Teacher slams MPs’ pay rise

National, Normal

The National – Tuesday, December 7, 2010

AN elementary head teacher, together with a group of villagers from Sai Beu in Karkar, Madang, are bitter over parliamentarians new pay packet come next year.
The teacher, Jethro Miamai, expressed total disgust in the manner members conducted themselves in parliament, choosing their pockets over the people by voting on a pay rise rather than on the women’s bill for the 22 reserved seats, and using the lame excuse that certain legalities had to be ironed out before the final reading.
“The very basic infrastructure in villages and services are not reaching the population.
“Many roads and bridges are still to be upgraded, mothers and babies are dying out here and elsewhere and no MP seems to care.
“The country is so entrenched in corruption at all levels of society.
“We, teachers, start work at 7.45am and finish at 4pm and we sit up late at night preparing for the next day’s lessons.
“If it weren’t for teachers, the country would not be where it is,” he said.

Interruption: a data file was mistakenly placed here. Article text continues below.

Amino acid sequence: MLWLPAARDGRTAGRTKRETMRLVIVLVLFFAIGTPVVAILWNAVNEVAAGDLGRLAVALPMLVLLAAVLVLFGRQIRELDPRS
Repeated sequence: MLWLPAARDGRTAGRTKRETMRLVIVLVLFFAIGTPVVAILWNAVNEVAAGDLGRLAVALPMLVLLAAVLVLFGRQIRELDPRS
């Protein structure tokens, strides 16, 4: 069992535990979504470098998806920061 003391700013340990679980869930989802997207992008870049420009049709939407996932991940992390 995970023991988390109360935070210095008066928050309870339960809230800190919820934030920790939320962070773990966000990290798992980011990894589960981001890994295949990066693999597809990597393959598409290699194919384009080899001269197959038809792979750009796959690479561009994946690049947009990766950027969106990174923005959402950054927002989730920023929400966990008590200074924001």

Miamai said he was not against the current outcomes-based education (OBE), but it created so much work that the  pay level did not match it.
“Why should we be bearing the government’s so-called bottom-up approach and numerous reforms if members see fit to leave us out of the picture?” he asked.
He elaborated asking if it was the government’s intention to see a mass exodus of teachers in Madang who are sending applications to mining companies there, like the liquefied natural gas (LNG) project.
During the Nov 25 session, parliament voted to raise the base salaries of the prime minister and other MPs by 52.08%.
The base salary of department heads, provincial administrators, provincial assembly member, the chief justice, his deputy and judges, the chief magistrate and others classified as appointed leaders also went up by the same percentage.
The rise in their base salary was backdated to last year, and this rise alone will cost taxpayers K33 million which was not included in the 2011 budget.
The villagers also shared the same sentiment saying that with greedy leaders the country was stagnant and it needed honest leaders to set in motion changes needed.
An elementary teacher’s annual base salary is below K9,000, as confirmed by another head teacher on the island.